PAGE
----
Who wouldn't want to know what's in store for the extreme audio devotee? So we rolled a special set of aluminum Tiptoes, read the auspicious signs (you've got to understand how the tips point), and divined our first set of predictions. We'll have more next week, if the Mpingo dots line up just right.
It only makes sense. PBS, the most visible national broadcaster of classical-music-related programs, has decided to launch its own classical-music label. According to a recent story in Variety, several major record labels are competing for the rights to distribute the new label. It's common in the music business for larger labels to distribute smaller ones, and an association with the new PBS label is seen as a feather in the cap of whoever makes the deal.
As of October, Meridian America's new VP/Sales, replacing the late Ross Keim, was industry veteran Andy Regan, who started his high-end career at Manhattan retailer Sound by Singer. Most recently, Regan was VP/Sales at cable manufacturer AudioQuest. Not uncoincidentally, Joe Abrams has moved from cable manufacturer MIT to AudioQuest.
It won't be long before the Net-connected music lover will be able to sample and hold the tunes of his choice without having to visit Tower Records. High-speed transmission, high-density storage, and CD-quality music online---the three parts of the downloading puzzle---all fell into place the week of November 10.
When I first attended Comdex several years back, it was easy to feel like a fish out of water. My core interests were always high-end audio---and the computer biz at the time would get excited about anything that sounded as good as a telephone. But I was still curious about what all the brainiacs were up to.
Throughout the history of the animal kingdom, sounds have always been full of meaning. They provide valuable information on the whereabouts of prey and predator, the location of family, the intentions of friend and foe. Sound cues have always been as important as information obtained by scent and sight.
See update at end of article. iTunes continues to grow and Napster has been reborn, but these last few months have been a bumpy ride for MP3.com. The music site, known for its large online music library featuring unsigned independent artists, was purchased on December 14 by San Francisco-based CNET.
Breaking news this morning is the announcement that the Italian Investment Group Fine Sounds SpA is to acquire 100% of famed US tube-amplifier manufacturer McIntosh Laboratory from D&M Holdings. Fine Sounds already owns the Sonus Faber, Audio Research, and Wadia Digital brands and the Sumiko distribution company.
Today, Sony announced an end to production on all MiniDisc players. In a few years, MiniDisc production will cease as well. I know what you're asking yourself: "They still make those things?". But the MiniDisc was cool, if slightly deficient, and like many extinct formats, to some music lovers, it meant a lot.
Music Lovers' Hugh Fountain shows off the Vivid Giya G3 speakers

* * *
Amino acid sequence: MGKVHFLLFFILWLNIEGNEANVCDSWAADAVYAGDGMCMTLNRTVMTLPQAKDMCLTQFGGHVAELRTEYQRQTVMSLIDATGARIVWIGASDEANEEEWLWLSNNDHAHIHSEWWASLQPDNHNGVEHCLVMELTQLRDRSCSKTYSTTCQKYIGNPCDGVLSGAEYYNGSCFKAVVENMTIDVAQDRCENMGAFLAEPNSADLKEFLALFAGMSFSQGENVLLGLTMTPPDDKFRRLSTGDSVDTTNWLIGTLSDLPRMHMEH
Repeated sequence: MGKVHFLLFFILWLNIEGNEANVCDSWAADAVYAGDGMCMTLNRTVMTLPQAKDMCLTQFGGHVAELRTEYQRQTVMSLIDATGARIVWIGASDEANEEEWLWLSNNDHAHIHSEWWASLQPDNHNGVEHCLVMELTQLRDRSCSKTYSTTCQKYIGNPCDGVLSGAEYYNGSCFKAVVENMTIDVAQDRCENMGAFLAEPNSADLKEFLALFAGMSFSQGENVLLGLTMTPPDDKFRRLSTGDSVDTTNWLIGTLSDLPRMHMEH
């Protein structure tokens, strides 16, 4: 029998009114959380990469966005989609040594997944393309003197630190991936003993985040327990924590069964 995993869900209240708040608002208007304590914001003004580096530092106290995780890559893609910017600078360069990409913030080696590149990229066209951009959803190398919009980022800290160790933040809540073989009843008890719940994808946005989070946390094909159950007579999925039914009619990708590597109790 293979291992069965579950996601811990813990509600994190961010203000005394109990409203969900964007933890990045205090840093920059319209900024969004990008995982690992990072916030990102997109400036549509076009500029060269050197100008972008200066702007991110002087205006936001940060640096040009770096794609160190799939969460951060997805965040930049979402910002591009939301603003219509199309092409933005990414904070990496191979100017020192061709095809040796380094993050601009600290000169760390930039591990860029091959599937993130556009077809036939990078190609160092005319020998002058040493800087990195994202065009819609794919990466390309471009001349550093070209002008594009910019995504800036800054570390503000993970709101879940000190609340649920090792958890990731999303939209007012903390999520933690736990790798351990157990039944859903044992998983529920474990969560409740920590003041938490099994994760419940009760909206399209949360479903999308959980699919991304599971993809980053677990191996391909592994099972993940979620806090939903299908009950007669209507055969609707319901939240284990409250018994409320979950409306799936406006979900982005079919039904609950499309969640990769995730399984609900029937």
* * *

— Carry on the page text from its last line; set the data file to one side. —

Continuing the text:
Philip O'Hanlon is one smart cookie. Rather than stage the customary new product demo, where attendees must sit through one or more lengthy spiels before they get a chance to hear a single note, he went right for the gold. As someone who loves music, thrives on music, and takes joy in creating demo CDs for friends, the renowned proprietor of On a Higher Notedistributor of Luxman, Vivid, Brinkmann, Mola Mola, and TriPlanar delighted a full house at the first public demo of Luxman's forthcoming DSD-capable DA-06 DAC ($6000), staged at Music Lovers Audio in San Francisco, by spending close to three enthralling hours spinning music, performing comparisons, and letting the system do most of the talking.
Gibboni and the Gibbon: At Stereo Exchange’s annual Spring High-End Audio Show, Roger Gibboni (left) of Rogers High Fidelity debuted his EHF-200 Mk.II tubed integrated amplifier. Meanwhile, DeVore Fidelity’s John DeVore provided two surprising NYC debuts: the new three-way Gibbon X loudspeaker and a two-way mohawk.
Stereo Exchange’s annual Spring High-End Audio Show was held Friday, April 12, through Sunday, April 14, at 627 Broadway in Manhattan’s bustling SoHo neighborhood. I visited on Sunday afternoon, just as the weekend festivities were winding down, but nevertheless in time for some outstanding demonstrations.
With AXPONA's shift to Chicago, the Capital Audiofest has become the only high quality audio show on the East Coast south of New York City. Taking place July 2628, CAF has relocated to the newly remodeled Sheraton Silver Spring Hotel, a superior and eminently accessible venue that has double the number of large exhibit rooms as last year's Crowne Plaza in Rockville, MD.
Located inside the Beltway, just three blocks from the Metro line, CAF will take place just 1 mile from the DC city limits. With 44 exhibit spaces booked as of July 17, many of which will display major brands, show organizer Gary Gill is optimistic that attendance will far exceed last year's under-1000 estimate.